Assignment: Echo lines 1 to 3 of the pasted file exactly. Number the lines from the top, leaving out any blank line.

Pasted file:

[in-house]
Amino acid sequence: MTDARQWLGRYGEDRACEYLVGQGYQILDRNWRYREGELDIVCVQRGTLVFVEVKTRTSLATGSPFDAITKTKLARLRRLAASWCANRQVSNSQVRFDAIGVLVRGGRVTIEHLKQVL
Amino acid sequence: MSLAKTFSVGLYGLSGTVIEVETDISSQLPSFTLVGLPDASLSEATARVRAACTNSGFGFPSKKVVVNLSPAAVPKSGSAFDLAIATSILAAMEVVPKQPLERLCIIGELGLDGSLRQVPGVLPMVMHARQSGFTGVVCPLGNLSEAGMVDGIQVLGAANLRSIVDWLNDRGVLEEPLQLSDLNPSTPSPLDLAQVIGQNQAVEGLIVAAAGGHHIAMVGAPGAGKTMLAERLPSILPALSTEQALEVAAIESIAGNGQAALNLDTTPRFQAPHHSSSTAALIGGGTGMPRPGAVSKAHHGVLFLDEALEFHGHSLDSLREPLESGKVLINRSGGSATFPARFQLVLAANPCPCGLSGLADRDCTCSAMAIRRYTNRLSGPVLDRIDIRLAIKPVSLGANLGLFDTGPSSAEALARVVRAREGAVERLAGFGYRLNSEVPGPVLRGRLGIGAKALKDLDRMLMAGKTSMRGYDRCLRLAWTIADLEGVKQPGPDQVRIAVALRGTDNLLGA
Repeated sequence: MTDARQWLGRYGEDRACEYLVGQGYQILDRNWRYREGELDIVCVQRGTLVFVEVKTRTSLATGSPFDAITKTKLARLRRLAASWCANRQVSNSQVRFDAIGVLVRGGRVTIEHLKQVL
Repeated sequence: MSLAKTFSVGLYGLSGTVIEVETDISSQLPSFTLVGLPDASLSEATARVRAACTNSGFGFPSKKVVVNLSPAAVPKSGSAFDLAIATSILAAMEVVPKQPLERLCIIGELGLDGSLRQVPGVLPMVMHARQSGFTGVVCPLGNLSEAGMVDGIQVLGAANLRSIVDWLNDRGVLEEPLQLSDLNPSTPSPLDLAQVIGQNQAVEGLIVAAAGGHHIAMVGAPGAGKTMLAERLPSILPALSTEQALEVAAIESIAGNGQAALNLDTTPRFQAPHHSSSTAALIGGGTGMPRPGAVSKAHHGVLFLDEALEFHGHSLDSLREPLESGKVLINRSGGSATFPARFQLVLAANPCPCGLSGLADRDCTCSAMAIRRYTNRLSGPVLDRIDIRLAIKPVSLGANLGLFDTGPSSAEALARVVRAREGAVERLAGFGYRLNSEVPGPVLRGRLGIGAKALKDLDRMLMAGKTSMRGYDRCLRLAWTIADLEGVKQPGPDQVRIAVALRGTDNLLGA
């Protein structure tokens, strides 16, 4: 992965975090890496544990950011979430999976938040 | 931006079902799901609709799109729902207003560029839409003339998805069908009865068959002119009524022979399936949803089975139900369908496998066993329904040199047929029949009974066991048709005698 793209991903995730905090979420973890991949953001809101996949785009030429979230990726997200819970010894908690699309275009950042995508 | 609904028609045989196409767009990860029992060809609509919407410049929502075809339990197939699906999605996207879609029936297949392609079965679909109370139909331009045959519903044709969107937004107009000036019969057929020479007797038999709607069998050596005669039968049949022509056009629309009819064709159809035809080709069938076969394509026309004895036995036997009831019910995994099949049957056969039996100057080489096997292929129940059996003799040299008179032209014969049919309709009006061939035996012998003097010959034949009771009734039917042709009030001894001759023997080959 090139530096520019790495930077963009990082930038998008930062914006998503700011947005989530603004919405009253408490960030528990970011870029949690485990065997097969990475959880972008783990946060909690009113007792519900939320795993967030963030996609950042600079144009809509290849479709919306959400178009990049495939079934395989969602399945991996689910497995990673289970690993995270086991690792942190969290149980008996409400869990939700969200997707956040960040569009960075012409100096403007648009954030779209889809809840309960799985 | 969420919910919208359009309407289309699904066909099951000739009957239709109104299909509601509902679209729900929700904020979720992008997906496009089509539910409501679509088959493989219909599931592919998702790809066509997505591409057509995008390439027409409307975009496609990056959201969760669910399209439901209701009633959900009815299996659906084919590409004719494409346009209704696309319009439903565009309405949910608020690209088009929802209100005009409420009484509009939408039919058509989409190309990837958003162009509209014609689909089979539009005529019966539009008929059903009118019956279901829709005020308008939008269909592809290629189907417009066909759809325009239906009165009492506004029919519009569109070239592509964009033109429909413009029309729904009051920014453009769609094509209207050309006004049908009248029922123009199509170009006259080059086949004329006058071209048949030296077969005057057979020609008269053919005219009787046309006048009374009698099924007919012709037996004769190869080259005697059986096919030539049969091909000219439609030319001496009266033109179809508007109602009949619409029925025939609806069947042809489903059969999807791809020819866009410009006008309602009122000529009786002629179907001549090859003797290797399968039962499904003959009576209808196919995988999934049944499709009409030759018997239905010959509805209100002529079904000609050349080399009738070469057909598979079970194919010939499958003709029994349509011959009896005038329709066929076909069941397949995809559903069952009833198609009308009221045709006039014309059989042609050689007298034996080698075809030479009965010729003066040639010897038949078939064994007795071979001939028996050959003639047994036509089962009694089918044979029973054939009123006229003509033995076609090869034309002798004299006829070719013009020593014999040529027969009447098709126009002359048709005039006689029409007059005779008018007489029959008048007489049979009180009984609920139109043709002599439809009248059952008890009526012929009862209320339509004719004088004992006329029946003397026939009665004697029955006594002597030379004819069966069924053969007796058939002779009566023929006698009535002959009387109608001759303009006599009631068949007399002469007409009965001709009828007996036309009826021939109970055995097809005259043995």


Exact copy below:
[in-house]
Amino acid sequence: MTDARQWLGRYGEDRACEYLVGQGYQILDRNWRYREGELDIVCVQRGTLVFVEVKTRTSLATGSPFDAITKTKLARLRRLAASWCANRQVSNSQVRFDAIGVLVRGGRVTIEHLKQVL
Amino acid sequence: MSLAKTFSVGLYGLSGTVIEVETDISSQLPSFTLVGLPDASLSEATARVRAACTNSGFGFPSKKVVVNLSPAAVPKSGSAFDLAIATSILAAMEVVPKQPLERLCIIGELGLDGSLRQVPGVLPMVMHARQSGFTGVVCPLGNLSEAGMVDGIQVLGAANLRSIVDWLNDRGVLEEPLQLSDLNPSTPSPLDLAQVIGQNQAVEGLIVAAAGGHHIAMVGAPGAGKTMLAERLPSILPALSTEQALEVAAIESIAGNGQAALNLDTTPRFQAPHHSSSTAALIGGGTGMPRPGAVSKAHHGVLFLDEALEFHGHSLDSLREPLESGKVLINRSGGSATFPARFQLVLAANPCPCGLSGLADRDCTCSAMAIRRYTNRLSGPVLDRIDIRLAIKPVSLGANLGLFDTGPSSAEALARVVRAREGAVERLAGFGYRLNSEVPGPVLRGRLGIGAKALKDLDRMLMAGKTSMRGYDRCLRLAWTIADLEGVKQPGPDQVRIAVALRGTDNLLGA